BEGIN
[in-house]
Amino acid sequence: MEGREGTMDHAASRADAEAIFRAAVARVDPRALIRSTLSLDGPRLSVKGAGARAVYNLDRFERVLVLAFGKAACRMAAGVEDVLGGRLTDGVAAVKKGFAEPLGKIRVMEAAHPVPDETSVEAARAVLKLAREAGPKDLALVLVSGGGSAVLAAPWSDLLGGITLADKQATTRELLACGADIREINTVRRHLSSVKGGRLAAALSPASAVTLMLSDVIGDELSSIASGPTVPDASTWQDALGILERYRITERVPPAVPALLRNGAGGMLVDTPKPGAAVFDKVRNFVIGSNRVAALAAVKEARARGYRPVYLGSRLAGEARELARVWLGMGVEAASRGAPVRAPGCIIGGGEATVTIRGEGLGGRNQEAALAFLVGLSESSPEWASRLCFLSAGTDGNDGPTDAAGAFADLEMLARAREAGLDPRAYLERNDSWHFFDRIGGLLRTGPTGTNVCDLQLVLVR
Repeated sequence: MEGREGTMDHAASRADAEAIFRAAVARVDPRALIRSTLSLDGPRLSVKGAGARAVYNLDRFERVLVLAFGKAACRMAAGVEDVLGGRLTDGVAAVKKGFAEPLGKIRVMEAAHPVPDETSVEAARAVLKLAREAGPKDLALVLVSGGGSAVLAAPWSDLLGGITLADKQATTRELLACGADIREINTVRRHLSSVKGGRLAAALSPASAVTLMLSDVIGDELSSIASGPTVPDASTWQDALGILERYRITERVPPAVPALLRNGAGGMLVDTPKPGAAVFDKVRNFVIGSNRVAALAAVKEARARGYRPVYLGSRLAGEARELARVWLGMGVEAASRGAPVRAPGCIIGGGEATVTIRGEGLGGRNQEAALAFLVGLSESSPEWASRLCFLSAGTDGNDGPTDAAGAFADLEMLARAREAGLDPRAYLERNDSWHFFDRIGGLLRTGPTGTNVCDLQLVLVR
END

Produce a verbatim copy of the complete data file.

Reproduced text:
[in-house]
Amino acid sequence: MEGREGTMDHAASRADAEAIFRAAVARVDPRALIRSTLSLDGPRLSVKGAGARAVYNLDRFERVLVLAFGKAACRMAAGVEDVLGGRLTDGVAAVKKGFAEPLGKIRVMEAAHPVPDETSVEAARAVLKLAREAGPKDLALVLVSGGGSAVLAAPWSDLLGGITLADKQATTRELLACGADIREINTVRRHLSSVKGGRLAAALSPASAVTLMLSDVIGDELSSIASGPTVPDASTWQDALGILERYRITERVPPAVPALLRNGAGGMLVDTPKPGAAVFDKVRNFVIGSNRVAALAAVKEARARGYRPVYLGSRLAGEARELARVWLGMGVEAASRGAPVRAPGCIIGGGEATVTIRGEGLGGRNQEAALAFLVGLSESSPEWASRLCFLSAGTDGNDGPTDAAGAFADLEMLARAREAGLDPRAYLERNDSWHFFDRIGGLLRTGPTGTNVCDLQLVLVR
Repeated sequence: MEGREGTMDHAASRADAEAIFRAAVARVDPRALIRSTLSLDGPRLSVKGAGARAVYNLDRFERVLVLAFGKAACRMAAGVEDVLGGRLTDGVAAVKKGFAEPLGKIRVMEAAHPVPDETSVEAARAVLKLAREAGPKDLALVLVSGGGSAVLAAPWSDLLGGITLADKQATTRELLACGADIREINTVRRHLSSVKGGRLAAALSPASAVTLMLSDVIGDELSSIASGPTVPDASTWQDALGILERYRITERVPPAVPALLRNGAGGMLVDTPKPGAAVFDKVRNFVIGSNRVAALAAVKEARARGYRPVYLGSRLAGEARELARVWLGMGVEAASRGAPVRAPGCIIGGGEATVTIRGEGLGGRNQEAALAFLVGLSESSPEWASRLCFLSAGTDGNDGPTDAAGAFADLEMLARAREAGLDPRAYLERNDSWHFFDRIGGLLRTGPTGTNVCDLQLVLVR